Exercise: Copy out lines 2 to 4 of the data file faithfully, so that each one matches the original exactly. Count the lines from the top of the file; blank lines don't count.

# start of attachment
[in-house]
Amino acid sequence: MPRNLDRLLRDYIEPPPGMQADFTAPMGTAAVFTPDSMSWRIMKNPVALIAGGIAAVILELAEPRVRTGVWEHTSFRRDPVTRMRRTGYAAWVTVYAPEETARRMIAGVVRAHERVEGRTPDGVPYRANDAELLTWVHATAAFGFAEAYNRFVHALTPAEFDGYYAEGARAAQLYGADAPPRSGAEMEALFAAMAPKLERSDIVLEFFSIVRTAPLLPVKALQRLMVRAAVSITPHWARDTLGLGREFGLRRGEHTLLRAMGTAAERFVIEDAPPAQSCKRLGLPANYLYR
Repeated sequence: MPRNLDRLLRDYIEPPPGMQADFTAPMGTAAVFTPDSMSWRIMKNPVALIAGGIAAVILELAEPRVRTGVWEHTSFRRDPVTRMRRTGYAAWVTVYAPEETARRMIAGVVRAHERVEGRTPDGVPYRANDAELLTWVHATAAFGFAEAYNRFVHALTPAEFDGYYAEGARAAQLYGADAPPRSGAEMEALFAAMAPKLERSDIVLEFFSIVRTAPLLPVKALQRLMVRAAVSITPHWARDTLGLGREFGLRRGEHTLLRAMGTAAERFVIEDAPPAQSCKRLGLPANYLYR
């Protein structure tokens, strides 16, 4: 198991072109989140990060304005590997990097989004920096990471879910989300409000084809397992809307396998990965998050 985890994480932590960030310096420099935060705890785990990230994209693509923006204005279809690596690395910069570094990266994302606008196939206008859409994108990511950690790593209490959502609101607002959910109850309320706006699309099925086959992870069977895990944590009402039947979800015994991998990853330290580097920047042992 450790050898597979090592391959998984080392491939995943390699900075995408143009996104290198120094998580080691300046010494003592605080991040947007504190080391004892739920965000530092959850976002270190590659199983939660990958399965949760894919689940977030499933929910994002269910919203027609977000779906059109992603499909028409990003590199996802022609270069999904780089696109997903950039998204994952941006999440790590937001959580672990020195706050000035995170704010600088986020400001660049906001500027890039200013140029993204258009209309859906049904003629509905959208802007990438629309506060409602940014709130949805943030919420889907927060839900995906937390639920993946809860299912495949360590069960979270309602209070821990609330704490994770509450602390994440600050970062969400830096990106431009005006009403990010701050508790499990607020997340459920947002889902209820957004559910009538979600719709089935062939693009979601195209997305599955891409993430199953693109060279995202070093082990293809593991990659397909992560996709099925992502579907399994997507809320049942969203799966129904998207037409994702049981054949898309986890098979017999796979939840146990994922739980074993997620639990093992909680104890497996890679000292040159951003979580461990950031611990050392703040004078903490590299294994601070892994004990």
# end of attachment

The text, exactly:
Amino acid sequence: MPRNLDRLLRDYIEPPPGMQADFTAPMGTAAVFTPDSMSWRIMKNPVALIAGGIAAVILELAEPRVRTGVWEHTSFRRDPVTRMRRTGYAAWVTVYAPEETARRMIAGVVRAHERVEGRTPDGVPYRANDAELLTWVHATAAFGFAEAYNRFVHALTPAEFDGYYAEGARAAQLYGADAPPRSGAEMEALFAAMAPKLERSDIVLEFFSIVRTAPLLPVKALQRLMVRAAVSITPHWARDTLGLGREFGLRRGEHTLLRAMGTAAERFVIEDAPPAQSCKRLGLPANYLYR
Repeated sequence: MPRNLDRLLRDYIEPPPGMQADFTAPMGTAAVFTPDSMSWRIMKNPVALIAGGIAAVILELAEPRVRTGVWEHTSFRRDPVTRMRRTGYAAWVTVYAPEETARRMIAGVVRAHERVEGRTPDGVPYRANDAELLTWVHATAAFGFAEAYNRFVHALTPAEFDGYYAEGARAAQLYGADAPPRSGAEMEALFAAMAPKLERSDIVLEFFSIVRTAPLLPVKALQRLMVRAAVSITPHWARDTLGLGREFGLRRGEHTLLRAMGTAAERFVIEDAPPAQSCKRLGLPANYLYR
């Protein structure tokens, strides 16, 4: 198991072109989140990060304005590997990097989004920096990471879910989300409000084809397992809307396998990965998050 985890994480932590960030310096420099935060705890785990990230994209693509923006204005279809690596690395910069570094990266994302606008196939206008859409994108990511950690790593209490959502609101607002959910109850309320706006699309099925086959992870069977895990944590009402039947979800015994991998990853330290580097920047042992 450790050898597979090592391959998984080392491939995943390699900075995408143009996104290198120094998580080691300046010494003592605080991040947007504190080391004892739920965000530092959850976002270190590659199983939660990958399965949760894919689940977030499933929910994002269910919203027609977000779906059109992603499909028409990003590199996802022609270069999904780089696109997903950039998204994952941006999440790590937001959580672990020195706050000035995170704010600088986020400001660049906001500027890039200013140029993204258009209309859906049904003629509905959208802007990438629309506060409602940014709130949805943030919420889907927060839900995906937390639920993946809860299912495949360590069960979270309602209070821990609330704490994770509450602390994440600050970062969400830096990106431009005006009403990010701050508790499990607020997340459920947002889902209820957004559910009538979600719709089935062939693009979601195209997305599955891409993430199953693109060279995202070093082990293809593991990659397909992560996709099925992502579907399994997507809320049942969203799966129904998207037409994702049981054949898309986890098979017999796979939840146990994922739980074993997620639990093992909680104890497996890679000292040159951003979580461990950031611990050392703040004078903490590299294994601070892994004990």